Shaming the lawbreakers
Activists campaign after a doctor's tragic death at a zebra crossing
The tragic death of an ophthalmologist struck by a powerful motorbike while negotiating a zebra crossing in Bangkok has exposed deep-seated flaws in traffic law, its enforcement and motorists' disregard for discipline.
The death of Dr Waraluck Supawatjariyakul, of the Faculty of Medicine at Chulalongkorn University, on Jan 21 at the pedestrian crossing on Phaya Thai Road in Ratchathewi district, sparked an uproar.
She was struck by a Ducati super bike ridden by an off-duty police lance corporal, Norawich Buadok.
But as with similar tragedies before it, many were concerned the hype surrounding the incident would die down before anything is done.
The accident touched a raw nerve as people struggled to make sense of the loss of life of a young doctor with a tremendous future ahead of her. At the same time, there was the irony of the guilty party being a law enforcement officer.
No more letting slide
For Dr Thaejing Siripanich, there must be no more "letting it slide" in fatalities which occur within what is supposed to be a safe zone on the road.
The secretary-general of the Don't Drive Drunk Foundation, one of the country's staunchest campaigners for road safety, said people were paying lip service to road safety.
Still, the death of Dr Waraluck, which has drawn a response from wide sections of society, might achieve what his campaign has failed to do in almost 30 years.
"It could ignite an intense and sustained awareness among people about getting the road safety issue in order at last," he said.
Public attention was also focused on the drama around Pol L/C Norawich's ordination as monk to make merit for Dr Waraluck.
He was accused of attempting to use the monkhood as a pretext to delay facing a criminal investigation. The policeman attended Dr Waraluck's funeral last week and left the monkhood the same day.
Dr Thaejing said he was mounting a zebra crossing safety campaign with a rabbit as its motto. "Rabbit" in Thai translates into kratai which is Dr Waraluck's nickname. The rabbit motto was adopted with permission from Dr Waraluck's family.
"Dr Waraluck's father said he did not want his daughter to die in vain," he said.
Dr Thaejing said he planned to kick off an awareness march from the spot where the accident took place, to be joined by victims who have suffered disabilities as a result of road accidents.
"Zebra crossings should double as kratai crossings as a tribute to Dr Waraluck. Drivers should think of her and stop at the crossings," he said, adding rabbit flags will be visible at all pedestrian crossings.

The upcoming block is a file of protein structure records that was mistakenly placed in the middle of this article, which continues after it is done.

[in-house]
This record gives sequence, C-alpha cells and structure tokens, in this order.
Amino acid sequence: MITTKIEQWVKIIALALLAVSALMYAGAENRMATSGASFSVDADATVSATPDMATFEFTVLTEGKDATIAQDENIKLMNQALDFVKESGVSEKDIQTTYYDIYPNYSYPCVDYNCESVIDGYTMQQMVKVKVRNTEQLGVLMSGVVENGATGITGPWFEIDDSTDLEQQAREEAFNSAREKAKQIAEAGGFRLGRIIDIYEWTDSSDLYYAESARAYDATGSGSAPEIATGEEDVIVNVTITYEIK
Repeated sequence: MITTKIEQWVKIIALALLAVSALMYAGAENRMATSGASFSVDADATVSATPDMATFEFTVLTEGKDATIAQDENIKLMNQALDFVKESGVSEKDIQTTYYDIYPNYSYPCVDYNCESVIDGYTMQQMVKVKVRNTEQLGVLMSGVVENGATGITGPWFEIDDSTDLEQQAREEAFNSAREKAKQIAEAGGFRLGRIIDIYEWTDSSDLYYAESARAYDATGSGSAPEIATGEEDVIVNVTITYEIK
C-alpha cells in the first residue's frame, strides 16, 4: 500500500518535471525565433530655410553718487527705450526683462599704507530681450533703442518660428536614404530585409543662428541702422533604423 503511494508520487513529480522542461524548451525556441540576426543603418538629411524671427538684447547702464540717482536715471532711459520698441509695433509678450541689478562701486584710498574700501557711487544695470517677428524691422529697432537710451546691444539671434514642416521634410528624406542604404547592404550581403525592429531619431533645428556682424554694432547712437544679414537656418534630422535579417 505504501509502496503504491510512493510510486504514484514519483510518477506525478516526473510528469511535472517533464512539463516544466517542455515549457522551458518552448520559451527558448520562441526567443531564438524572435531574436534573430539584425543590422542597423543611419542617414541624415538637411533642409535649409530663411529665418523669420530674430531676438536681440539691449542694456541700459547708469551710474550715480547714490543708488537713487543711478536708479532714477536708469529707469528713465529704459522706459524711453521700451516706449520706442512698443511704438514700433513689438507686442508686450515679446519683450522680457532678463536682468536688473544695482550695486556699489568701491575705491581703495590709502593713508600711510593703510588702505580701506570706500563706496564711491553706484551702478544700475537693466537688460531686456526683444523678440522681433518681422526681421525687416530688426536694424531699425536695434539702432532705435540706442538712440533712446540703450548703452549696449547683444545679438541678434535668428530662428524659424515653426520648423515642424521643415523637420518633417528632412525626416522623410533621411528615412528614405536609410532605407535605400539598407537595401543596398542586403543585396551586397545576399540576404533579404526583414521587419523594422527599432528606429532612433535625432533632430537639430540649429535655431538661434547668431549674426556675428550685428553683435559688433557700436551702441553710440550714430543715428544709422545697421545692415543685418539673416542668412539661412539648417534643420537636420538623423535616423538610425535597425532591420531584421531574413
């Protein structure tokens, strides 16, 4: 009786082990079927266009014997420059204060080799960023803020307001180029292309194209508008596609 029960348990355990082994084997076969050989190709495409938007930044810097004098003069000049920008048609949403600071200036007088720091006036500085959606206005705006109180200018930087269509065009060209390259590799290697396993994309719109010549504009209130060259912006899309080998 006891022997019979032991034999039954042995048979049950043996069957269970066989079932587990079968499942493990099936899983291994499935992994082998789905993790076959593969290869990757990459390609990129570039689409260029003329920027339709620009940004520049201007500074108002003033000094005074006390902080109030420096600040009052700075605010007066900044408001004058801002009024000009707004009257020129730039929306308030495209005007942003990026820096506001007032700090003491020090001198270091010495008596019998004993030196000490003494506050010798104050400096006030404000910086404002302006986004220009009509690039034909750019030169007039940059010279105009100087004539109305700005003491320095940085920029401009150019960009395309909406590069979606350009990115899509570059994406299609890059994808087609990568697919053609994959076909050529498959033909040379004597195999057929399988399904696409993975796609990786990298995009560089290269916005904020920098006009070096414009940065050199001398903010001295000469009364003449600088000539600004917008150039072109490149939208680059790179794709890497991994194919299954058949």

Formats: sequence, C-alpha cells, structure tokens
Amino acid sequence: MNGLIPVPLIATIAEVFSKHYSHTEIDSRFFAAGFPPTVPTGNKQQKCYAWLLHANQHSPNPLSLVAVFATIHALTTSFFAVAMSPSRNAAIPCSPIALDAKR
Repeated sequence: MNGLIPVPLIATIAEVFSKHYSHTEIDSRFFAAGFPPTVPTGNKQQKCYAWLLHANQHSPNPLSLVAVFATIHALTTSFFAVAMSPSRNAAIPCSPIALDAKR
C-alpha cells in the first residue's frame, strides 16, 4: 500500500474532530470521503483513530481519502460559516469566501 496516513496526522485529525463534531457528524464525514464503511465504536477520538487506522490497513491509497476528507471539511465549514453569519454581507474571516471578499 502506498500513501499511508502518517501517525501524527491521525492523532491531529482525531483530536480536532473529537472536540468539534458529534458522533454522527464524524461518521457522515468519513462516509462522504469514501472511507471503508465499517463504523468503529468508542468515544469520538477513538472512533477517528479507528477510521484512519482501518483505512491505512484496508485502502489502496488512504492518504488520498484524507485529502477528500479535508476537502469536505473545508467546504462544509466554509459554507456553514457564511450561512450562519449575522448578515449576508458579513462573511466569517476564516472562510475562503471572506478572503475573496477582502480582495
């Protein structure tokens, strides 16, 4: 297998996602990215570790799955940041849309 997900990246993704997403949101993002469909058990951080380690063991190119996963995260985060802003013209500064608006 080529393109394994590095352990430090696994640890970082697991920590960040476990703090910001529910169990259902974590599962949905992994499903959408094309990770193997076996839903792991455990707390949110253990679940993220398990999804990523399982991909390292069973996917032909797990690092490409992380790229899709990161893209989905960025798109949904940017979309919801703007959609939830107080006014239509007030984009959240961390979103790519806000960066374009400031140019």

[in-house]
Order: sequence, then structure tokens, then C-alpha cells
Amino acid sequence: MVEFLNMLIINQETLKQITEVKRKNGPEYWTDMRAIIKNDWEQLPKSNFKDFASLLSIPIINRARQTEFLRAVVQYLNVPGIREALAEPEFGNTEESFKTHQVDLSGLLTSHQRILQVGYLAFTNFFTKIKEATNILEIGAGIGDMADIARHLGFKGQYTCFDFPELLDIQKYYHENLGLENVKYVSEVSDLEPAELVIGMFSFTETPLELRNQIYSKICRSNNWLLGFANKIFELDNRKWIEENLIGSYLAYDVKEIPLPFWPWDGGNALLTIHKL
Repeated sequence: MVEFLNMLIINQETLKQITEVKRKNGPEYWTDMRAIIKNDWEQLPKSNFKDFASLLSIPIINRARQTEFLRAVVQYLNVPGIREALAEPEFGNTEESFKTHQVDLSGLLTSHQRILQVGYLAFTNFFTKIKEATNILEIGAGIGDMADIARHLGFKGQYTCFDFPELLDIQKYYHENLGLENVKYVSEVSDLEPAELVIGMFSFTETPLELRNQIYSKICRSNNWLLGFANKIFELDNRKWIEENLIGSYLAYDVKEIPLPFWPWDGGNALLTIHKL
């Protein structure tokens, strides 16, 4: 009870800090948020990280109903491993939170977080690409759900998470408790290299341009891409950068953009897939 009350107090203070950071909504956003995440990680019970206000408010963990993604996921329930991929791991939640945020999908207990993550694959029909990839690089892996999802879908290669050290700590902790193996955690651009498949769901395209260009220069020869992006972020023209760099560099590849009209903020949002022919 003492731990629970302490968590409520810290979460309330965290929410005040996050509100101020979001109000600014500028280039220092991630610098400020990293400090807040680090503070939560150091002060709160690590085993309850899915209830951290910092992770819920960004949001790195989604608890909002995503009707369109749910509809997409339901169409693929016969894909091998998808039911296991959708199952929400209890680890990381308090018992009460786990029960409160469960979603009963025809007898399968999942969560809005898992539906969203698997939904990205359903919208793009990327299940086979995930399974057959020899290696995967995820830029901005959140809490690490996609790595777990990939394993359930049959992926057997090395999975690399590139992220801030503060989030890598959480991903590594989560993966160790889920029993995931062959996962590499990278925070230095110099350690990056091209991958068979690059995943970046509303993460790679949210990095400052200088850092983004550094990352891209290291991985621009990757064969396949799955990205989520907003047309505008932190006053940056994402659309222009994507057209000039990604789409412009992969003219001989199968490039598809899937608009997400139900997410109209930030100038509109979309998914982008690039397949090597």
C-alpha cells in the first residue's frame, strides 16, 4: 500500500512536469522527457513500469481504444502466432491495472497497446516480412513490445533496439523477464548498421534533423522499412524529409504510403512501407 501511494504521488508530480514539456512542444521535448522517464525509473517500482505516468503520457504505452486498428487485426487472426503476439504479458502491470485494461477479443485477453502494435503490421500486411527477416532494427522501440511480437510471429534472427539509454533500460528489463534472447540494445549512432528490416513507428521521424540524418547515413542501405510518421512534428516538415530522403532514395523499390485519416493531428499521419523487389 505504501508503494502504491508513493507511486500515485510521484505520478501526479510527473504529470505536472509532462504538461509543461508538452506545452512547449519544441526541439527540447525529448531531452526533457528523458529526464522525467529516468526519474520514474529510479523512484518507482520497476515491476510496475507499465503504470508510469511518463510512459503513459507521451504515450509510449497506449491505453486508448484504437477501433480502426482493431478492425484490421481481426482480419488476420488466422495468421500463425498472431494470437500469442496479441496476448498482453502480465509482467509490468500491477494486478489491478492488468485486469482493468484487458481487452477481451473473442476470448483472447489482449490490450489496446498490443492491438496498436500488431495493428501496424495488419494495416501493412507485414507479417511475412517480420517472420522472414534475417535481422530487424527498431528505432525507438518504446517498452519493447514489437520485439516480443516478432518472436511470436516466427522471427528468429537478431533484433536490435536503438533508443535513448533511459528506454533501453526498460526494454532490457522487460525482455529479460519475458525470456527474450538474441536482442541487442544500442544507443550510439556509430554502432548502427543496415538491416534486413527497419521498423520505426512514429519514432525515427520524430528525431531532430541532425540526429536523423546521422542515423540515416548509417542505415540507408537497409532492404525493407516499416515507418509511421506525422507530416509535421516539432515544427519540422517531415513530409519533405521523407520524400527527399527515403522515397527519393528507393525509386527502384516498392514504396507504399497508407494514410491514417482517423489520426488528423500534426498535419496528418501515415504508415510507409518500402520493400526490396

He also will submit an open letter to Prime Minister Prayut Chan-o-cha calling on the government to declare Jan 21 as a national day for road accident reductions to mark Dr Waraluck's death.
"Rabbits will be the symbol of safety on the roads," he added.
Candidates for Bangkok governor and the incumbent governor will be invited to a public forum to spell out how they intend to make roads safer.
"Their words will be recorded. It will be a sort of a spoken contract. The candidate who wins the next gubernatorial election will be reminded of their promise," he said.
Dr Thaejing said the traffic law explicitly states the punishments against drunk driving and not wearing helmets, for example. However, enforcing the law is another matter.
"We Thais know the law but we also try to sidestep it," he said.
Motorists think they have the right to drive onwards while the law stipulates that pedestrians have overriding priority when using zebra crossings.
It is common to see pedestrians at zebra crossings wait for vehicles to pass before scurrying to the other side. "It's people making way for the vehicles instead of the other way around," he said.
The fine against motorists who violate pedestrian crossing safety, a maximum 1,000 baht, was a "slap on the wrist".
Dr Thaejing said authorities would not lift a finger to deal with the problem unless they were forced to act.
His foundation has urged people take video clips of road accidents as evidence against wrongdoers. Owners of the clips are offered a reward by the foundation.
"If enough people take out their phones, record any motorists who refuse to stop at pedestrian crossings and post the clips on social media, I believe there will be fewer rule breakers.
"The indignation meted out on social media is more effective than punishment by the law. No one wants to be put on the spot," he said.